The Trinamool’s National Ambitions: Optics, Intent And Feasibility

The Trinamool’s National Ambitions: Optics, Intent And Feasibility

by Venu Gopal Narayanan - Dec 2, 2021 06:27 PM +05:30 IST
The Trinamool’s National Ambitions: Optics, Intent And FeasibilityTrinamool supremo Mamata Banerjee.
  • Here is a close look at how the optics of this move, its intent, and feasibility will play out.

West Bengal Chief Minister Mamata Banerjee, of the Trinamool Congress (TMC), formally presented her party as a pan-Indian option at a function in Mumbai on 1 December. Since India’s electoral sphere is a finite quantum, this space intrusion meant that another political identity would have to make way for the TMC’s aspirations.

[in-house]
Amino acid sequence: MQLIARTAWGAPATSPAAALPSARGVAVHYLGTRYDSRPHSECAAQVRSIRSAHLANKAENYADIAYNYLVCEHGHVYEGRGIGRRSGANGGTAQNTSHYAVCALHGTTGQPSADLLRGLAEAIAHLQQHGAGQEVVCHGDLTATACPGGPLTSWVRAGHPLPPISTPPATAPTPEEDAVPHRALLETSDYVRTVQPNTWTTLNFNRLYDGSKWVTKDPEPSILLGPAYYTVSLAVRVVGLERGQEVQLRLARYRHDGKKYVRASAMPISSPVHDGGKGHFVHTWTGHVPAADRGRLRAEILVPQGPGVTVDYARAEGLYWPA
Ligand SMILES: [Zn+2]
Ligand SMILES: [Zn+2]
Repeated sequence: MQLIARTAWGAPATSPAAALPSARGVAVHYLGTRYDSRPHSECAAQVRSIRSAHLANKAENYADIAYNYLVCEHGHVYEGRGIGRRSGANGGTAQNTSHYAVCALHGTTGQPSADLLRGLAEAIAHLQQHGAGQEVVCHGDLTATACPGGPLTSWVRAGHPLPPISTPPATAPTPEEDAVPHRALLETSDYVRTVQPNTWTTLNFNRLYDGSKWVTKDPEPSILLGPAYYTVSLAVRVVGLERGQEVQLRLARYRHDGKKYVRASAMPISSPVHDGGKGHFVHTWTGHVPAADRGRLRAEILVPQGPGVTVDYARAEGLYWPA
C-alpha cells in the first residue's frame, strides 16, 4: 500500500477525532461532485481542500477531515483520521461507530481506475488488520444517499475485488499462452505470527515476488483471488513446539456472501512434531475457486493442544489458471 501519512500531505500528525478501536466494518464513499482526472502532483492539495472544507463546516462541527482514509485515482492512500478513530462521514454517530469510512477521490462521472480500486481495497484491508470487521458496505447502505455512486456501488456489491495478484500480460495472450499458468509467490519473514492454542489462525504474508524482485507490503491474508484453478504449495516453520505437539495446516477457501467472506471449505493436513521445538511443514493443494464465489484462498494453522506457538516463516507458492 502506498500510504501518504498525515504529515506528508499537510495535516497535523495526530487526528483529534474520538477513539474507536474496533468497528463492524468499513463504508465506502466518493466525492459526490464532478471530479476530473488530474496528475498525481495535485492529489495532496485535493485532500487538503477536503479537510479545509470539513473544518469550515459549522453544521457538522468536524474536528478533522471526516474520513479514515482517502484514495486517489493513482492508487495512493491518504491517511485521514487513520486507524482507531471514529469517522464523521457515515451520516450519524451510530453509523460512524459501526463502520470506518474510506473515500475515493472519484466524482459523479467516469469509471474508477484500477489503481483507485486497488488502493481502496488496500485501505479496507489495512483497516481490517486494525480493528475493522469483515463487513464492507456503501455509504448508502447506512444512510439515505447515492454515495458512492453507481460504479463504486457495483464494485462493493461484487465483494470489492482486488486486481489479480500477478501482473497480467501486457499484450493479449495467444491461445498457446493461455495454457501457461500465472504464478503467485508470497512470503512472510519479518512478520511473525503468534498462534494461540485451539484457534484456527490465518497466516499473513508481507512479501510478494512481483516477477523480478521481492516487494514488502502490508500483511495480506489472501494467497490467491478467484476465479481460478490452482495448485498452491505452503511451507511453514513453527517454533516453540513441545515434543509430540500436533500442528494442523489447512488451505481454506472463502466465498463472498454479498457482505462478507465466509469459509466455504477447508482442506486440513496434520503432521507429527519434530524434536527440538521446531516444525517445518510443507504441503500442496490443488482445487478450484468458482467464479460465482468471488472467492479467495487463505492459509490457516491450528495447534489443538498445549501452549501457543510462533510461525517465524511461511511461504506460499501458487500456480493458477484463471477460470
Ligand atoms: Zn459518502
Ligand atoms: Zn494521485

She defined that target quadrant later in the day, after another set of meetings, by declaring that the Congress-led United Progressive Alliance (UPA) was over. And standing by her side, for effect, was UPA ally Sharad Pawar. So, on the face of it, the TMC seeks to replace the Congress as the head of a new opposition grouping, which would take on the Bharatiya Janata Party (BJP).

This new development comes after Banerjee had violently wrested a renewed mandate in the 2021 May West Bengal Assembly elections, in the face of a tremendous surge by the BJP there, and after the TMC replaced the communists in Tripura as the principal opposition party in last week’s urban body polls.

It appeared as if Prashant Kishor, Banerjee’s principal political strategist, was engineering a natural progression for the Trinamool beyond the borders of Bengal, spanning all three tiers — local, state, and now the Centre.

How do the optics of this move, its intent, and feasibility, play out?